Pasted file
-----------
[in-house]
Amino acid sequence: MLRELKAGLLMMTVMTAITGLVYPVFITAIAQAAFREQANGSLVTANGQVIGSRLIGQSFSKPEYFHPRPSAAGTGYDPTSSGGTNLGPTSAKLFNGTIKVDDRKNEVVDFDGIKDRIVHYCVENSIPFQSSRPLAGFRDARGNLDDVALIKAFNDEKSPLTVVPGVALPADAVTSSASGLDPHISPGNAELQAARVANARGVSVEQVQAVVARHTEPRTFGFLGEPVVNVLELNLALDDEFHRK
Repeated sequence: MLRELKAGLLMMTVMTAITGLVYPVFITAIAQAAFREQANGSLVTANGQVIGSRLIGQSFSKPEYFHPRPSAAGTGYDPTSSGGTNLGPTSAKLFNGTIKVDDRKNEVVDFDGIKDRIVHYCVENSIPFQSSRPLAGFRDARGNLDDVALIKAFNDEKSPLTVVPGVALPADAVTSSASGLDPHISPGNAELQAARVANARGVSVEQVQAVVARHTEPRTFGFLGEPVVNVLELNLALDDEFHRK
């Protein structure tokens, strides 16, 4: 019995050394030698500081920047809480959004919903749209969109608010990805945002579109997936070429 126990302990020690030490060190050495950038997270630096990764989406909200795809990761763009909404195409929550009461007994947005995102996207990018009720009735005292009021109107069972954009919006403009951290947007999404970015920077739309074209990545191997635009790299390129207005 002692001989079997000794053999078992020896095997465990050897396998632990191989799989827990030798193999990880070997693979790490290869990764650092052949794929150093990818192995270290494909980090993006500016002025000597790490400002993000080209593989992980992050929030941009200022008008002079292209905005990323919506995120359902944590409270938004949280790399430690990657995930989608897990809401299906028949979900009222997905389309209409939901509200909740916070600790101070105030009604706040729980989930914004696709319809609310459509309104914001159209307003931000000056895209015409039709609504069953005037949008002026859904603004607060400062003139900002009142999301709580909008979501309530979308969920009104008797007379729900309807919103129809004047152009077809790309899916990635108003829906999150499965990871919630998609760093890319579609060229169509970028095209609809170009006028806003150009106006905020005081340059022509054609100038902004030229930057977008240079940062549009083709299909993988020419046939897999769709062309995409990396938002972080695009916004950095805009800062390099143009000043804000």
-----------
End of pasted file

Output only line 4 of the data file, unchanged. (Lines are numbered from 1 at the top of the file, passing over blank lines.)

């Protein structure tokens, strides 16, 4: 019995050394030698500081920047809480959004919903749209969109608010990805945002579109997936070429 126990302990020690030490060190050495950038997270630096990764989406909200795809990761763009909404195409929550009461007994947005995102996207990018009720009735005292009021109107069972954009919006403009951290947007999404970015920077739309074209990545191997635009790299390129207005 002692001989079997000794053999078992020896095997465990050897396998632990191989799989827990030798193999990880070997693979790490290869990764650092052949794929150093990818192995270290494909980090993006500016002025000597790490400002993000080209593989992980992050929030941009200022008008002079292209905005990323919506995120359902944590409270938004949280790399430690990657995930989608897990809401299906028949979900009222997905389309209409939901509200909740916070600790101070105030009604706040729980989930914004696709319809609310459509309104914001159209307003931000000056895209015409039709609504069953005037949008002026859904603004607060400062003139900002009142999301709580909008979501309530979308969920009104008797007379729900309807919103129809004047152009077809790309899916990635108003829906999150499965990871919630998609760093890319579609060229169509970028095209609809170009006028806003150009106006905020005081340059022509054609100038902004030229930057977008240079940062549009083709299909993988020419046939897999769709062309995409990396938002972080695009916004950095805009800062390099143009000043804000």